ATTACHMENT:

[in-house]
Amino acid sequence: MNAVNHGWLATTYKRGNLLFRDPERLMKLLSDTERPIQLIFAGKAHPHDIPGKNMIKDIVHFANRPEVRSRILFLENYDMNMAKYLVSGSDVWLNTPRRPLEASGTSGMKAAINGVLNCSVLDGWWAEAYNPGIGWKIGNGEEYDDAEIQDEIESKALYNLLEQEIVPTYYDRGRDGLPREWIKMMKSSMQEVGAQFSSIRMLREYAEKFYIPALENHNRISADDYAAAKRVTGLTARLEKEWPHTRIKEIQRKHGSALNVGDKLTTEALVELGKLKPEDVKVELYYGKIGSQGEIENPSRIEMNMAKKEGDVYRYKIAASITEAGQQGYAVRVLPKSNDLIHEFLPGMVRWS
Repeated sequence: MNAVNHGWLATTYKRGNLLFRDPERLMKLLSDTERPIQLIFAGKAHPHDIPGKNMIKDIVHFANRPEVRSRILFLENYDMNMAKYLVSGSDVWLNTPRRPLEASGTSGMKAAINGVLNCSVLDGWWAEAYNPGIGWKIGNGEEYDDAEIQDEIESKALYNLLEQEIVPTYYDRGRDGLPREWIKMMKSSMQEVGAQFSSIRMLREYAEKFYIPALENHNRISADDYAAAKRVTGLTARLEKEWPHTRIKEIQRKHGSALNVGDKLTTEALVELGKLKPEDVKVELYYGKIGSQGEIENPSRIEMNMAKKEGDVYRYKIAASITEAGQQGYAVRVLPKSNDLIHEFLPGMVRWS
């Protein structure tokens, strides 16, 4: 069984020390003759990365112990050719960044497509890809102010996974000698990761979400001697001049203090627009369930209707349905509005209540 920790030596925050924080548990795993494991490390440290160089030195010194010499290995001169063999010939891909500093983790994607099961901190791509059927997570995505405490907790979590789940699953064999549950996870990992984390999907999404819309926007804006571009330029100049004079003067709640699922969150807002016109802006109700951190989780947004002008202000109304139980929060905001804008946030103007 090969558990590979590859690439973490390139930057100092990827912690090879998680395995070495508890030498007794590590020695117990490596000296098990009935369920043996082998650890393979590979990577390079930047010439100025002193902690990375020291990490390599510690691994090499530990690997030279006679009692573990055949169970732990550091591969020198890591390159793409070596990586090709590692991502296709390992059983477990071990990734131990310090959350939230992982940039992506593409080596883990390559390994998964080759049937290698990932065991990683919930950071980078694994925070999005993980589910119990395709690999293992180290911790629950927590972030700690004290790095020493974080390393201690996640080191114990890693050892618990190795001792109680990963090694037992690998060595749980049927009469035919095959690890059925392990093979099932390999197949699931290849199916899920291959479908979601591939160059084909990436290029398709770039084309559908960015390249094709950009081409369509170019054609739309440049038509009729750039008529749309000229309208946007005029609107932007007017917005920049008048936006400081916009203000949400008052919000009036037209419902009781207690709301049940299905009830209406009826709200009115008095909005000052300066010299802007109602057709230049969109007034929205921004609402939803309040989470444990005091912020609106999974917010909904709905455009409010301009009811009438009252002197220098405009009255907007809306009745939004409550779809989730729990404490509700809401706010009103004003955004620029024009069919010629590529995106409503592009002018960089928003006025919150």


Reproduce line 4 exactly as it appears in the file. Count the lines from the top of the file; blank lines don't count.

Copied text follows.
């Protein structure tokens, strides 16, 4: 069984020390003759990365112990050719960044497509890809102010996974000698990761979400001697001049203090627009369930209707349905509005209540 920790030596925050924080548990795993494991490390440290160089030195010194010499290995001169063999010939891909500093983790994607099961901190791509059927997570995505405490907790979590789940699953064999549950996870990992984390999907999404819309926007804006571009330029100049004079003067709640699922969150807002016109802006109700951190989780947004002008202000109304139980929060905001804008946030103007 090969558990590979590859690439973490390139930057100092990827912690090879998680395995070495508890030498007794590590020695117990490596000296098990009935369920043996082998650890393979590979990577390079930047010439100025002193902690990375020291990490390599510690691994090499530990690997030279006679009692573990055949169970732990550091591969020198890591390159793409070596990586090709590692991502296709390992059983477990071990990734131990310090959350939230992982940039992506593409080596883990390559390994998964080759049937290698990932065991990683919930950071980078694994925070999005993980589910119990395709690999293992180290911790629950927590972030700690004290790095020493974080390393201690996640080191114990890693050892618990190795001792109680990963090694037992690998060595749980049927009469035919095959690890059925392990093979099932390999197949699931290849199916899920291959479908979601591939160059084909990436290029398709770039084309559908960015390249094709950009081409369509170019054609739309440049038509009729750039008529749309000229309208946007005029609107932007007017917005920049008048936006400081916009203000949400008052919000009036037209419902009781207690709301049940299905009830209406009826709200009115008095909005000052300066010299802007109602057709230049969109007034929205921004609402939803309040989470444990005091912020609106999974917010909904709905455009409010301009009811009438009252002197220098405009009255907007809306009745939004409550779809989730729990404490509700809401706010009103004003955004620029024009069919010629590529995106409503592009002018960089928003006025919150």